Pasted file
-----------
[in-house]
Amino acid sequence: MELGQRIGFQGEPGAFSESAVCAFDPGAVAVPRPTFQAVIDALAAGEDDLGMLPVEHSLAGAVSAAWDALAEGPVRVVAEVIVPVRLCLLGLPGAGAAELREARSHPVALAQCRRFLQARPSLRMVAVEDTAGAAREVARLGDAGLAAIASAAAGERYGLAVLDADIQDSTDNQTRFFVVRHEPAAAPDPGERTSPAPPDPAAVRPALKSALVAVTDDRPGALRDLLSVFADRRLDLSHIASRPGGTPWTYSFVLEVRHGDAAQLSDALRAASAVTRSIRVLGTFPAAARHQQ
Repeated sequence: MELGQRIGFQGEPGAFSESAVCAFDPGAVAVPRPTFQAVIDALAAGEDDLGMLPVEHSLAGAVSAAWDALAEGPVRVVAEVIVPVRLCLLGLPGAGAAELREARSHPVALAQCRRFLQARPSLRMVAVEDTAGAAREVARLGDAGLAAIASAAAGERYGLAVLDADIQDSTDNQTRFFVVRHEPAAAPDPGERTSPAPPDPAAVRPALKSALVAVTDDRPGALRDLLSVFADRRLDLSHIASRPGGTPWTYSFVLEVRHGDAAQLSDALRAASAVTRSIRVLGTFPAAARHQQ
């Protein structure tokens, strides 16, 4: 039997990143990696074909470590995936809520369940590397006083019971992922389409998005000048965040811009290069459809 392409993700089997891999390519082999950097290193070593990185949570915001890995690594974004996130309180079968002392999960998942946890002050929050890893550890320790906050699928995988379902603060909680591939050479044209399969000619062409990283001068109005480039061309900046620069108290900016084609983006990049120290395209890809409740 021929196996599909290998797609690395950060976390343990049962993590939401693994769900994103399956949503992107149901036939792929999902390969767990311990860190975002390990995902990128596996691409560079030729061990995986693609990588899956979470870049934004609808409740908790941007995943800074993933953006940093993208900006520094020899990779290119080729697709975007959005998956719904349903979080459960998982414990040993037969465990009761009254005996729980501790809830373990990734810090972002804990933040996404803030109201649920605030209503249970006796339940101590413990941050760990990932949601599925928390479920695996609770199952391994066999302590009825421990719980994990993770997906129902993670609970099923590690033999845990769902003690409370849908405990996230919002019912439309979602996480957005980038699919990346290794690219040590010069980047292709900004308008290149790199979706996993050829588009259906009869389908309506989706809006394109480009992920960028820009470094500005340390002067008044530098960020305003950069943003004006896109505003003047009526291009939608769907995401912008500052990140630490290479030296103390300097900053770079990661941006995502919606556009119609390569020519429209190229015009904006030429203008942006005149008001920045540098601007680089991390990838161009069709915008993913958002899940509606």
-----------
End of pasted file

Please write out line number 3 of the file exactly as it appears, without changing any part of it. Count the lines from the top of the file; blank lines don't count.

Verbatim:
Repeated sequence: MELGQRIGFQGEPGAFSESAVCAFDPGAVAVPRPTFQAVIDALAAGEDDLGMLPVEHSLAGAVSAAWDALAEGPVRVVAEVIVPVRLCLLGLPGAGAAELREARSHPVALAQCRRFLQARPSLRMVAVEDTAGAAREVARLGDAGLAAIASAAAGERYGLAVLDADIQDSTDNQTRFFVVRHEPAAAPDPGERTSPAPPDPAAVRPALKSALVAVTDDRPGALRDLLSVFADRRLDLSHIASRPGGTPWTYSFVLEVRHGDAAQLSDALRAASAVTRSIRVLGTFPAAARHQQ